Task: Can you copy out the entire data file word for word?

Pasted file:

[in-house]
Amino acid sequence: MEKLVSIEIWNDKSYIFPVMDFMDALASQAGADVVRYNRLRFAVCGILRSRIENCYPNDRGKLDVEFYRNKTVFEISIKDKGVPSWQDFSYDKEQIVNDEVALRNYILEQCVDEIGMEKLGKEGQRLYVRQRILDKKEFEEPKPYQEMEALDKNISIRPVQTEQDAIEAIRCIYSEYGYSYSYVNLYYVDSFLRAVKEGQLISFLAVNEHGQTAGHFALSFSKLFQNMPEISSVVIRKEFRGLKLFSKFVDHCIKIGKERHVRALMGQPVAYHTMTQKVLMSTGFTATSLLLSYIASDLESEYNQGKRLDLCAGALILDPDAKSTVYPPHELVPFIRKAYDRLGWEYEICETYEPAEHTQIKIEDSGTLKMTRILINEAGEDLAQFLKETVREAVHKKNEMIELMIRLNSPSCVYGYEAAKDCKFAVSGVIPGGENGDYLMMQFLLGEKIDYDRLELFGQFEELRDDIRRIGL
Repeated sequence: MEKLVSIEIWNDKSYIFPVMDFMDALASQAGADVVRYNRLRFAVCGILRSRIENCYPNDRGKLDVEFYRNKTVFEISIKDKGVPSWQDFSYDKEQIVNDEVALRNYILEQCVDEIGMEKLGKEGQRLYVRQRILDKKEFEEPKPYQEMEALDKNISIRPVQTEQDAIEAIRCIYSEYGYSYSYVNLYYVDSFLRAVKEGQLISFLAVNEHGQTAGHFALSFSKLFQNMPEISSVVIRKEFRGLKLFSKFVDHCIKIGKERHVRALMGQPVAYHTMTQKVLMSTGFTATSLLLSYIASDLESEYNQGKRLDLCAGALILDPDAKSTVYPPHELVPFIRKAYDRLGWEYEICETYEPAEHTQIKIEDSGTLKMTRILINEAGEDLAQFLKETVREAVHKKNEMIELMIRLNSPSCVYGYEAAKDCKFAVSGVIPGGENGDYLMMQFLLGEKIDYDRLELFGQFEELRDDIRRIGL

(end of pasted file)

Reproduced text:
[in-house]
Amino acid sequence: MEKLVSIEIWNDKSYIFPVMDFMDALASQAGADVVRYNRLRFAVCGILRSRIENCYPNDRGKLDVEFYRNKTVFEISIKDKGVPSWQDFSYDKEQIVNDEVALRNYILEQCVDEIGMEKLGKEGQRLYVRQRILDKKEFEEPKPYQEMEALDKNISIRPVQTEQDAIEAIRCIYSEYGYSYSYVNLYYVDSFLRAVKEGQLISFLAVNEHGQTAGHFALSFSKLFQNMPEISSVVIRKEFRGLKLFSKFVDHCIKIGKERHVRALMGQPVAYHTMTQKVLMSTGFTATSLLLSYIASDLESEYNQGKRLDLCAGALILDPDAKSTVYPPHELVPFIRKAYDRLGWEYEICETYEPAEHTQIKIEDSGTLKMTRILINEAGEDLAQFLKETVREAVHKKNEMIELMIRLNSPSCVYGYEAAKDCKFAVSGVIPGGENGDYLMMQFLLGEKIDYDRLELFGQFEELRDDIRRIGL
Repeated sequence: MEKLVSIEIWNDKSYIFPVMDFMDALASQAGADVVRYNRLRFAVCGILRSRIENCYPNDRGKLDVEFYRNKTVFEISIKDKGVPSWQDFSYDKEQIVNDEVALRNYILEQCVDEIGMEKLGKEGQRLYVRQRILDKKEFEEPKPYQEMEALDKNISIRPVQTEQDAIEAIRCIYSEYGYSYSYVNLYYVDSFLRAVKEGQLISFLAVNEHGQTAGHFALSFSKLFQNMPEISSVVIRKEFRGLKLFSKFVDHCIKIGKERHVRALMGQPVAYHTMTQKVLMSTGFTATSLLLSYIASDLESEYNQGKRLDLCAGALILDPDAKSTVYPPHELVPFIRKAYDRLGWEYEICETYEPAEHTQIKIEDSGTLKMTRILINEAGEDLAQFLKETVREAVHKKNEMIELMIRLNSPSCVYGYEAAKDCKFAVSGVIPGGENGDYLMMQFLLGEKIDYDRLELFGQFEELRDDIRRIGL